Sunday, January 9, 2022

A Glimpse of Phoenix, Arizona

My husband and I traveled to Phoenix, Arizona, in early December; the goal to get away for a few days. Mostly we went to museums and ate out. But we were in Arizona because it is mild in the winter, and even in a musuem trip, I couldn't miss the distinctive plants. 

hillside with saguaro cacti, Arizona
Hill of saguaro cacti

Colorado was dry and, though unusually warm for December, brown from frost, the plants dormant for winter

Colorado in winter

From the air, Phoenix looked equally brown

Phoenix from the air

But there was in fact, plenty of green: 

Phoenix cityscape

Water limits plants in Phoenix, not cold; frosts are rare and usually light. 

The roadsides frequently had saguaros (Carnegiea gigantea, cactus family Cactaceae) the amazing big columnar cacti. I first saw them in western movies! I still get a thrill seeing them. It is such a strange plant, and seeing them is always special for me. They don't look like oak or maple trees, really, but they too dominate the landscape.

saguaro, Carnegiea gigantea

Phoenix's highways had lots of natives to admire, cacti and shrubs of the region, but I couldn't take good photos. 

In Phoenix commercial neighborhoods--where we were--I saw traditional warm climate ornamentals:

lantana (Lantana camara)

lantana, Lantana camara
lantana Lantana camara

oleander (Nerium oleander)

oleander, Nerium oleander

bougainvillea (Bougainvillea species)

bougainvillea, Bougainvillea species

But also desert southwest plants such as this barrel cactus (maybe Echinocactus): 

barrel cactus

See the rows of big cacti in this office "lawn". Beyond the barrel cacti are blueish agaves (Agave)...a planting combination you won't see much of anywhere else in the US.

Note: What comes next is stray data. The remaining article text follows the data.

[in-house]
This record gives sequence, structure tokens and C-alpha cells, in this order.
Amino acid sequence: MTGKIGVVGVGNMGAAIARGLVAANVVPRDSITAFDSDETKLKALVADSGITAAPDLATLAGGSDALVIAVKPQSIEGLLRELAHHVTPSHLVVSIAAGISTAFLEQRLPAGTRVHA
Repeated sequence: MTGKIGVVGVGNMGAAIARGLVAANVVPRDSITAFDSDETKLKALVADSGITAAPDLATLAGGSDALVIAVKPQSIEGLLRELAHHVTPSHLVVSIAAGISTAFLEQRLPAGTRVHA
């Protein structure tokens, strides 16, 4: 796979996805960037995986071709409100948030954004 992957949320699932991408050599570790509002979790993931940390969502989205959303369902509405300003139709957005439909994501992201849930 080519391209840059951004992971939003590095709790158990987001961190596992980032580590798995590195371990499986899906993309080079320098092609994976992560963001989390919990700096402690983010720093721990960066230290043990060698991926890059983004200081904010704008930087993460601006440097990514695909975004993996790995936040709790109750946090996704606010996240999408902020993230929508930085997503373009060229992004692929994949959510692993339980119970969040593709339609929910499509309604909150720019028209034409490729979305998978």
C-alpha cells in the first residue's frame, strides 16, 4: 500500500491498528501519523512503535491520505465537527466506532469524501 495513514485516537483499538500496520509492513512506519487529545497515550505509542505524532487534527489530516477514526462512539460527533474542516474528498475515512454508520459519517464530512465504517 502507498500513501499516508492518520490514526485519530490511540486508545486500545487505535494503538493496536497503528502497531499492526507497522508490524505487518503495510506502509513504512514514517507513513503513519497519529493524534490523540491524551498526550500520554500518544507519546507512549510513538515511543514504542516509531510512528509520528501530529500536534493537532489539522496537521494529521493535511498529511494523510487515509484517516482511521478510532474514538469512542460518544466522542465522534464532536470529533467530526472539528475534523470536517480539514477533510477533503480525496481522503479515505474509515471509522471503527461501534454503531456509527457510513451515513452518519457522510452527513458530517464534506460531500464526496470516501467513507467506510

barrel cacti and agaves in Phoenix "lawn"

Although they seemed less common than the generic yard plants, I saw other arrangements of native, water-efficient plants, for example, these columnar cacti behind (what I think are) yuccas.

Long lines of palms as street trees shocked my cold-climate eyes. Strange trees. I've never lived where palms can grow. They don't seem to cast much shade, so I wondered how they compare to other street trees.

There were shrubs in hedges and edges that I don't know enough to identify: 

flowering hedge, Phoenix

flowering hedge, Phoenix

So many flowers in December! 

Phoenix's climate allows growing wonderful plants. What I didn't see on a mild December day was the scorching summer heat that limits their options. Any perennial has to survive high heat and low humidity. Urban plantings are watered of course, but they still have to endure temperatures over 110 F. ( said "Nearly every day during summer, the temperature in Phoenix tops 99 °F."  their boldface) So, give the plants in my photos credit: they are tough!

I used strange a couple times above, because saquaros and barrel cacti and palms are all plant forms different from my usual oaks and rose bushes. It is one of the joys of travel: places where the plants have unfamiliar shapes. 

Our days in Phoenix in December had highs in the 70s, very pleasant! 

As you can tell, a successful winter escape.

Comments and corrections welcome.

Kathy Keeler, A Wandering Botanist
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